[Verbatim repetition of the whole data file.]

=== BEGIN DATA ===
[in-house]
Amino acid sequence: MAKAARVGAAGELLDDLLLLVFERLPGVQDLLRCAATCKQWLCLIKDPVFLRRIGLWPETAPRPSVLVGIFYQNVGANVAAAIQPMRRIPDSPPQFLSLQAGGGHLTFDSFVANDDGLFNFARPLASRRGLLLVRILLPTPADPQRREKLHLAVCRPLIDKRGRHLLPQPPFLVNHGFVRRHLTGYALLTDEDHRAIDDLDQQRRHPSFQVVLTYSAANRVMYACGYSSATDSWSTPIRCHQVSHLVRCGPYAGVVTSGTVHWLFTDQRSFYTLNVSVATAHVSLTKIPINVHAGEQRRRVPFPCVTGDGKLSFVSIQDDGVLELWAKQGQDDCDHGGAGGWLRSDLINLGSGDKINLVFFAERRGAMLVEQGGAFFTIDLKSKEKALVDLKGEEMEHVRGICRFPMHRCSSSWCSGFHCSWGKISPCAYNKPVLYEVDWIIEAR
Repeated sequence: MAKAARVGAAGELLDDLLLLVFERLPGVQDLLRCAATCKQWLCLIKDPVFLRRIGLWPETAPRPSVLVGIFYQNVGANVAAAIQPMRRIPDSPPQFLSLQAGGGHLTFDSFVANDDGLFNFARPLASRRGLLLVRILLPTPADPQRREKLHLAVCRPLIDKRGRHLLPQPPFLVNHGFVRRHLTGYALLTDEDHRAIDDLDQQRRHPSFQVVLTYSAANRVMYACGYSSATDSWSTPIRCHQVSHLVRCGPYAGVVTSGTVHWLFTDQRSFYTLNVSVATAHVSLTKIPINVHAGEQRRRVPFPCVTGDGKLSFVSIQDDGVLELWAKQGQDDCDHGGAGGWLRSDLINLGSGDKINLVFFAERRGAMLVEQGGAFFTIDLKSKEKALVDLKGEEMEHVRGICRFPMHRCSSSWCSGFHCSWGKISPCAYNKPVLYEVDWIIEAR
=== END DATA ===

[in-house]
Amino acid sequence: MAKAARVGAAGELLDDLLLLVFERLPGVQDLLRCAATCKQWLCLIKDPVFLRRIGLWPETAPRPSVLVGIFYQNVGANVAAAIQPMRRIPDSPPQFLSLQAGGGHLTFDSFVANDDGLFNFARPLASRRGLLLVRILLPTPADPQRREKLHLAVCRPLIDKRGRHLLPQPPFLVNHGFVRRHLTGYALLTDEDHRAIDDLDQQRRHPSFQVVLTYSAANRVMYACGYSSATDSWSTPIRCHQVSHLVRCGPYAGVVTSGTVHWLFTDQRSFYTLNVSVATAHVSLTKIPINVHAGEQRRRVPFPCVTGDGKLSFVSIQDDGVLELWAKQGQDDCDHGGAGGWLRSDLINLGSGDKINLVFFAERRGAMLVEQGGAFFTIDLKSKEKALVDLKGEEMEHVRGICRFPMHRCSSSWCSGFHCSWGKISPCAYNKPVLYEVDWIIEAR
Repeated sequence: MAKAARVGAAGELLDDLLLLVFERLPGVQDLLRCAATCKQWLCLIKDPVFLRRIGLWPETAPRPSVLVGIFYQNVGANVAAAIQPMRRIPDSPPQFLSLQAGGGHLTFDSFVANDDGLFNFARPLASRRGLLLVRILLPTPADPQRREKLHLAVCRPLIDKRGRHLLPQPPFLVNHGFVRRHLTGYALLTDEDHRAIDDLDQQRRHPSFQVVLTYSAANRVMYACGYSSATDSWSTPIRCHQVSHLVRCGPYAGVVTSGTVHWLFTDQRSFYTLNVSVATAHVSLTKIPINVHAGEQRRRVPFPCVTGDGKLSFVSIQDDGVLELWAKQGQDDCDHGGAGGWLRSDLINLGSGDKINLVFFAERRGAMLVEQGGAFFTIDLKSKEKALVDLKGEEMEHVRGICRFPMHRCSSSWCSGFHCSWGKISPCAYNKPVLYEVDWIIEAR